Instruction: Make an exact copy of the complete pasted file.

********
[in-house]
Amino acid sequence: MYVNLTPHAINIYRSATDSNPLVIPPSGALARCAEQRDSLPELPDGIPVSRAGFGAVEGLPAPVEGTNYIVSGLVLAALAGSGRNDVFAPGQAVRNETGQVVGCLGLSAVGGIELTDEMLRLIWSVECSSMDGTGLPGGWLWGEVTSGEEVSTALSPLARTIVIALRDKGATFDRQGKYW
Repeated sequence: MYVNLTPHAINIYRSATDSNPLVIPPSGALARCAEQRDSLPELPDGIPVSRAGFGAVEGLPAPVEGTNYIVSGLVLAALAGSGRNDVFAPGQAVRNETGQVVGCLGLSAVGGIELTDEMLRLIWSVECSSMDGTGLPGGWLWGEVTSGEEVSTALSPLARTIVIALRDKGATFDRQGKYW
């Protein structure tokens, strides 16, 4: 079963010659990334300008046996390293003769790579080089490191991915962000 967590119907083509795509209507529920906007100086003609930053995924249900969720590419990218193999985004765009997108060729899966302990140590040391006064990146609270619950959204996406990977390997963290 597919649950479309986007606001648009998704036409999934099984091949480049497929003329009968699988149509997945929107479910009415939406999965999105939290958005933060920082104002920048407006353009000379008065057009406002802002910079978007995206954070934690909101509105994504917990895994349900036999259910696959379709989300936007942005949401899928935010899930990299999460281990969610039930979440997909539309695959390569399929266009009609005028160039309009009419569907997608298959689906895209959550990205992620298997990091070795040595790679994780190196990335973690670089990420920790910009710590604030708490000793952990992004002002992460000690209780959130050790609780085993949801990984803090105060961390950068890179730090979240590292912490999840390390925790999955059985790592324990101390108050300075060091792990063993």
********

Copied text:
[in-house]
Amino acid sequence: MYVNLTPHAINIYRSATDSNPLVIPPSGALARCAEQRDSLPELPDGIPVSRAGFGAVEGLPAPVEGTNYIVSGLVLAALAGSGRNDVFAPGQAVRNETGQVVGCLGLSAVGGIELTDEMLRLIWSVECSSMDGTGLPGGWLWGEVTSGEEVSTALSPLARTIVIALRDKGATFDRQGKYW
Repeated sequence: MYVNLTPHAINIYRSATDSNPLVIPPSGALARCAEQRDSLPELPDGIPVSRAGFGAVEGLPAPVEGTNYIVSGLVLAALAGSGRNDVFAPGQAVRNETGQVVGCLGLSAVGGIELTDEMLRLIWSVECSSMDGTGLPGGWLWGEVTSGEEVSTALSPLARTIVIALRDKGATFDRQGKYW
């Protein structure tokens, strides 16, 4: 079963010659990334300008046996390293003769790579080089490191991915962000 967590119907083509795509209507529920906007100086003609930053995924249900969720590419990218193999985004765009997108060729899966302990140590040391006064990146609270619950959204996406990977390997963290 597919649950479309986007606001648009998704036409999934099984091949480049497929003329009968699988149509997945929107479910009415939406999965999105939290958005933060920082104002920048407006353009000379008065057009406002802002910079978007995206954070934690909101509105994504917990895994349900036999259910696959379709989300936007942005949401899928935010899930990299999460281990969610039930979440997909539309695959390569399929266009009609005028160039309009009419569907997608298959689906895209959550990205992620298997990091070795040595790679994780190196990335973690670089990420920790910009710590604030708490000793952990992004002002992460000690209780959130050790609780085993949801990984803090105060961390950068890179730090979240590292912490999840390390925790999955059985790592324990101390108050300075060091792990063993």